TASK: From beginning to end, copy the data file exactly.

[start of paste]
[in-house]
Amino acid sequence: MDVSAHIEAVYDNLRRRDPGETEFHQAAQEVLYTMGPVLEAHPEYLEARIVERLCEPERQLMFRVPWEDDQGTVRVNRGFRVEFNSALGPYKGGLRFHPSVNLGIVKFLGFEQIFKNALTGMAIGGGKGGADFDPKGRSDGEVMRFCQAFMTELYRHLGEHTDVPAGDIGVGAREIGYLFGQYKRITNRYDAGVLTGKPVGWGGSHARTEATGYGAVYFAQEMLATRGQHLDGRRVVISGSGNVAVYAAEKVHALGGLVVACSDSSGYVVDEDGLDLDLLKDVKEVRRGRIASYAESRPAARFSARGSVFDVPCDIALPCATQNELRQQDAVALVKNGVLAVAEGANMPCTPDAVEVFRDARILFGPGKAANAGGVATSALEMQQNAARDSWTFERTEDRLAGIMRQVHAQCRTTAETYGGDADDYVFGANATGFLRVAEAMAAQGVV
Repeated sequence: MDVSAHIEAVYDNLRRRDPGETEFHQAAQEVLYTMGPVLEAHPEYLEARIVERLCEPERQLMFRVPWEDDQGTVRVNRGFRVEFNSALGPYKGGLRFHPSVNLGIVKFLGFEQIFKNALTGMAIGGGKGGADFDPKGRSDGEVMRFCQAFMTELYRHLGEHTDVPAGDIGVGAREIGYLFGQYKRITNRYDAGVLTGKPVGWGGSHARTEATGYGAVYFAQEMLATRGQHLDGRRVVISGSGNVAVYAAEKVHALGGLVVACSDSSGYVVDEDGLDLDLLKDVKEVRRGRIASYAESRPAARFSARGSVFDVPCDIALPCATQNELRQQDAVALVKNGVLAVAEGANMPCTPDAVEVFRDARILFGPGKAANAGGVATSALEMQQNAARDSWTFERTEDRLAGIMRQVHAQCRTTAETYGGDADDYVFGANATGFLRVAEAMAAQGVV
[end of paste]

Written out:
[in-house]
Amino acid sequence: MDVSAHIEAVYDNLRRRDPGETEFHQAAQEVLYTMGPVLEAHPEYLEARIVERLCEPERQLMFRVPWEDDQGTVRVNRGFRVEFNSALGPYKGGLRFHPSVNLGIVKFLGFEQIFKNALTGMAIGGGKGGADFDPKGRSDGEVMRFCQAFMTELYRHLGEHTDVPAGDIGVGAREIGYLFGQYKRITNRYDAGVLTGKPVGWGGSHARTEATGYGAVYFAQEMLATRGQHLDGRRVVISGSGNVAVYAAEKVHALGGLVVACSDSSGYVVDEDGLDLDLLKDVKEVRRGRIASYAESRPAARFSARGSVFDVPCDIALPCATQNELRQQDAVALVKNGVLAVAEGANMPCTPDAVEVFRDARILFGPGKAANAGGVATSALEMQQNAARDSWTFERTEDRLAGIMRQVHAQCRTTAETYGGDADDYVFGANATGFLRVAEAMAAQGVV
Repeated sequence: MDVSAHIEAVYDNLRRRDPGETEFHQAAQEVLYTMGPVLEAHPEYLEARIVERLCEPERQLMFRVPWEDDQGTVRVNRGFRVEFNSALGPYKGGLRFHPSVNLGIVKFLGFEQIFKNALTGMAIGGGKGGADFDPKGRSDGEVMRFCQAFMTELYRHLGEHTDVPAGDIGVGAREIGYLFGQYKRITNRYDAGVLTGKPVGWGGSHARTEATGYGAVYFAQEMLATRGQHLDGRRVVISGSGNVAVYAAEKVHALGGLVVACSDSSGYVVDEDGLDLDLLKDVKEVRRGRIASYAESRPAARFSARGSVFDVPCDIALPCATQNELRQQDAVALVKNGVLAVAEGANMPCTPDAVEVFRDARILFGPGKAANAGGVATSALEMQQNAARDSWTFERTEDRLAGIMRQVHAQCRTTAETYGGDADDYVFGANATGFLRVAEAMAAQGVV